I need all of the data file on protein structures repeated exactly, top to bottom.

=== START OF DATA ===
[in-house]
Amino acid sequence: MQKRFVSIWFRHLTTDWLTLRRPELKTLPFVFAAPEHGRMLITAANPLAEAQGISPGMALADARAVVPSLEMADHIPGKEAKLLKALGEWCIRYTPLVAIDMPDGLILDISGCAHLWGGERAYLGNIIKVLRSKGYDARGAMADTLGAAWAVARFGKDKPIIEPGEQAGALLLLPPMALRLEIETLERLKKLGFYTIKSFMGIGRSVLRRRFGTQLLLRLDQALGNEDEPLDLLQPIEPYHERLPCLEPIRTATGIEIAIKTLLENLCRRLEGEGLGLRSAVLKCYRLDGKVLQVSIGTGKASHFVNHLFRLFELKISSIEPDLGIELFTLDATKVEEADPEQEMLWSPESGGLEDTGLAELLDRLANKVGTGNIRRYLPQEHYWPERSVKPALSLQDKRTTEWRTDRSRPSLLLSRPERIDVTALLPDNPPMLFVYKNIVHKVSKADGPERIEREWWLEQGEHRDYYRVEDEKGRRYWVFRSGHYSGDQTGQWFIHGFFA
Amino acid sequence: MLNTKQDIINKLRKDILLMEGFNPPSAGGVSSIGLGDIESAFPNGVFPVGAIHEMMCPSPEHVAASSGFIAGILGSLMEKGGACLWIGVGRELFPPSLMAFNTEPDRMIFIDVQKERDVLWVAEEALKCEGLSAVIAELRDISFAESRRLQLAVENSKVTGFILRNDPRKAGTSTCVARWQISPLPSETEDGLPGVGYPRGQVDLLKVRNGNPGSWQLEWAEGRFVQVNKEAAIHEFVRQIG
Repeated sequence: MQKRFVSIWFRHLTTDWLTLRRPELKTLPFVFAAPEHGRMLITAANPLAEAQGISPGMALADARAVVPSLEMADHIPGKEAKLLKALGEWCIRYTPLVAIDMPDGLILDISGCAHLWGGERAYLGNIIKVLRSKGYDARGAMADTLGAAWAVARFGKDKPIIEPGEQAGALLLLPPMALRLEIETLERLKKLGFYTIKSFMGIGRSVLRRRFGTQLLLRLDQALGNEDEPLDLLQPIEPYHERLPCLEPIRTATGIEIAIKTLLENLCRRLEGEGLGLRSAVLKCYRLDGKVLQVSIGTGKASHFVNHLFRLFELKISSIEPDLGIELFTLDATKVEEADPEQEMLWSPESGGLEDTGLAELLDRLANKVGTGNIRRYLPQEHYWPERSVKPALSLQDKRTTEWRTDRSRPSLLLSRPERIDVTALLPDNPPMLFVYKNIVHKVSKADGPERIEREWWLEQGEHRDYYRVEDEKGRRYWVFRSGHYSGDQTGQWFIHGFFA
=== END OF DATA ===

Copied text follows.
[in-house]
Amino acid sequence: MQKRFVSIWFRHLTTDWLTLRRPELKTLPFVFAAPEHGRMLITAANPLAEAQGISPGMALADARAVVPSLEMADHIPGKEAKLLKALGEWCIRYTPLVAIDMPDGLILDISGCAHLWGGERAYLGNIIKVLRSKGYDARGAMADTLGAAWAVARFGKDKPIIEPGEQAGALLLLPPMALRLEIETLERLKKLGFYTIKSFMGIGRSVLRRRFGTQLLLRLDQALGNEDEPLDLLQPIEPYHERLPCLEPIRTATGIEIAIKTLLENLCRRLEGEGLGLRSAVLKCYRLDGKVLQVSIGTGKASHFVNHLFRLFELKISSIEPDLGIELFTLDATKVEEADPEQEMLWSPESGGLEDTGLAELLDRLANKVGTGNIRRYLPQEHYWPERSVKPALSLQDKRTTEWRTDRSRPSLLLSRPERIDVTALLPDNPPMLFVYKNIVHKVSKADGPERIEREWWLEQGEHRDYYRVEDEKGRRYWVFRSGHYSGDQTGQWFIHGFFA
Amino acid sequence: MLNTKQDIINKLRKDILLMEGFNPPSAGGVSSIGLGDIESAFPNGVFPVGAIHEMMCPSPEHVAASSGFIAGILGSLMEKGGACLWIGVGRELFPPSLMAFNTEPDRMIFIDVQKERDVLWVAEEALKCEGLSAVIAELRDISFAESRRLQLAVENSKVTGFILRNDPRKAGTSTCVARWQISPLPSETEDGLPGVGYPRGQVDLLKVRNGNPGSWQLEWAEGRFVQVNKEAAIHEFVRQIG
Repeated sequence: MQKRFVSIWFRHLTTDWLTLRRPELKTLPFVFAAPEHGRMLITAANPLAEAQGISPGMALADARAVVPSLEMADHIPGKEAKLLKALGEWCIRYTPLVAIDMPDGLILDISGCAHLWGGERAYLGNIIKVLRSKGYDARGAMADTLGAAWAVARFGKDKPIIEPGEQAGALLLLPPMALRLEIETLERLKKLGFYTIKSFMGIGRSVLRRRFGTQLLLRLDQALGNEDEPLDLLQPIEPYHERLPCLEPIRTATGIEIAIKTLLENLCRRLEGEGLGLRSAVLKCYRLDGKVLQVSIGTGKASHFVNHLFRLFELKISSIEPDLGIELFTLDATKVEEADPEQEMLWSPESGGLEDTGLAELLDRLANKVGTGNIRRYLPQEHYWPERSVKPALSLQDKRTTEWRTDRSRPSLLLSRPERIDVTALLPDNPPMLFVYKNIVHKVSKADGPERIEREWWLEQGEHRDYYRVEDEKGRRYWVFRSGHYSGDQTGQWFIHGFFA